How can it be an unhealthy addiction if it saves you time and efficiency?? No code automation might just be the key to getting you home on time. Let’s move away from the work environment where monotonously clicking buttons takes up 90 percent of your day.
Our guest Jennifer O Gara, Talent Lead at Tonkean, talks about taking advantage of no code platforms. Her passion is creating an optimized work environment using automations.
Most companies have about 16 different HR systems that they use. Whether or not they integrate with each other, there’s still a LOT of disconnect. Switching back and forth between these applications causes a bunch of redundant clicks, time wasted, and data lost. But, thankfully there’s a solution.
Automations and integrations will be the saving grace of your HR team. Building a complex network of these systems isn’t something we all need an engineering degree for…if you have the willpower to learn these fairly straightforward “no code” platforms you can save yourself hours of work every day.
Quotes from Jennifer O’Gara on no code automation:
“There’s a real need to create streamlined integrations that actually work for an HR professional or a talent professional versus what some engineer thinks we need.”
“Google gets hundreds if not thousands of NDA requests, and we actually automated all that. So when one comes in via email, our NLP recognizes that. It auto-generates the NDA and sends it to the proper person for approval, and then sent to DocuSign. Now, some poor paralegal or lawyer with a huge education doesn’t have to sit there and do that all day.”
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This HR Tech 2022 series is sponsored and made possible by our friends at Gem!
Jennifer O Gara
A highly experienced, SHRM-SCP and Chartered MCIPD qualified, Human Resources Professional with over 12 years' management experience across multiple business sectors including legal, management consultancy, banking and hospitality. A professional HR business partner with a proven background in designing and implementing HR strategies, managing teams, and dealing successfully with the day to day HR activities necessary to support on-going business operations, growth and change.Follow Follow
School is in session. This is RecruitingDaily Sourcing School podcast. We’re recording from HR Tech in Vegas thanks to our friends and partners at Jen. Sharpen your pencils and get your sourcing pants on because we have the scoop on sourcing news, recruiting tech, and all the hot topics that you need to learn about. Here’s your professor, Ryan Leary, with special guests Shally Steckerl and Mike Batman Cohen.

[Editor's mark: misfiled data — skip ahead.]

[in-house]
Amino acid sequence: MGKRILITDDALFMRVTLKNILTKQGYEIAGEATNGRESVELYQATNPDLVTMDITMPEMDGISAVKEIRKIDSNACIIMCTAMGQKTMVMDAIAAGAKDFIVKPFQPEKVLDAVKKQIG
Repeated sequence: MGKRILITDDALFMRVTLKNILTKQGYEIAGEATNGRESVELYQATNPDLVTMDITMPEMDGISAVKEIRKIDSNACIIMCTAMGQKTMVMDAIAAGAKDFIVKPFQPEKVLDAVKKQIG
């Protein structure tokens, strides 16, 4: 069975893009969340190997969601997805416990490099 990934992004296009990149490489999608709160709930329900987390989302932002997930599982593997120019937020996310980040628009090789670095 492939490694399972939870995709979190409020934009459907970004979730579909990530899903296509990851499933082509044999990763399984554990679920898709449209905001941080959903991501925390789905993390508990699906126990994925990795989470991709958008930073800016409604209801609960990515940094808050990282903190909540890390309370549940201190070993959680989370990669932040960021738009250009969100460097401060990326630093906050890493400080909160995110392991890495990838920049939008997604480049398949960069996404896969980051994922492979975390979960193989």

Mike Batman Cohen (00:28):
All right. Welcome back for another episode of Sourcing School. Yes, we are here at HR Tech. You’ll hear the hustle bustle in the background. This is an incredible opportunity to meet thought leaders like the one that we have coming on our show right now. I’d like to introduce Ms. Jennifer O’Gara, who’s at Tonkean right now. You’re going to do a better job explaining you than I will. Why don’t you tell the people who they’re listening to and you’re background, a little about where you are now?
Jennifer O’Gara (00:53):
Yeah, absolutely. Thanks. I am the talent lead for Tonkean. My background is actually out of agency recruiting, where I spent about three and a half years recruiting for venture-backed startups, a wide variety, lean data, [inaudible 00:01:07]. You name it, we hit them all.
Mike Batman Cohen (01:09):
Jennifer O’Gara (01:10):
Aggressive agency recruiter style.
Mike Batman Cohen (01:12):
Jennifer O’Gara (01:13):
Then came over to go internal with Tonkean, been there about a year and a half. Originally started just leading all their go-to market recruiting for the US and then now I’m leading people ops as well. And yeah, that sums it up.
Mike Batman Cohen (01:27):
Very, very awesome. And for those who are listening who don’t know what Tonkean is, can you give us the elevator pitch on what you guys do? Because it’s going to be real relevant for what we’re talking about.
Jennifer O’Gara (01:36):
Absolutely. So we are a no-code automation platform designed to sell into operations team. Could be HR operations, legal operations, finance operations, you name it. Fill in the gaps between disparate systems, allow teams to build their own internal applications, unified dashboard for all the data for those systems, kind of anything else you want, too, but we’ll stop there.
Mike Batman Cohen (01:59):
Yeah, no, I love that. And you mentioned something, the disparate systems. That was something I was interested in chatting about and we discussed real briefly before we jumped on, this idea of the Lord of the Rings, “One ring to rule them all. This is the platform,” versus a model that I’m starting to see emerge, but you’re going to have a way better perspective than I will around finding best in class disparate systems and having those speak to each other, which is way easier to say out loud than it is to make it happen. What are you seeing in terms of companies approaching that one ring to rule them all, versus the disparate systems?
Jennifer O’Gara (02:39):
So what I’m seeing is that actually in the market right now, on average, most companies have 16 different disparate HR systems that they’re using. And that’s just the average.
Mike Batman Cohen (02:48):
Jennifer O’Gara (02:49):
Yep. Yeah. So you’ve got your HRIS, your ATS, your background check, whatever it might be, and they do have built-in integrations that some engineer within that company decided the HR person needs, but that engineer is not necessarily the expert on HR, so a lot of gaps in those integrations, and I see it personally myself, of just things that are missing in the day-to-day, and how do you solve that problem? Because the end result of having those gaps is that people switch back and forth between applications, and there’s some data on it that the average person, not even just HR, switches 1200 times a day.
Mike Batman Cohen (03:30):
My ADHD brain right now is going, “Oh, no.”
Jennifer O’Gara (03:34):
Yeah, it’s awful. So what I’m seeing is there’s a real need to solve that problem and actually create streamlined integrations that actually work for an HR professional versus or a talent professional versus what some engineer thought we needed.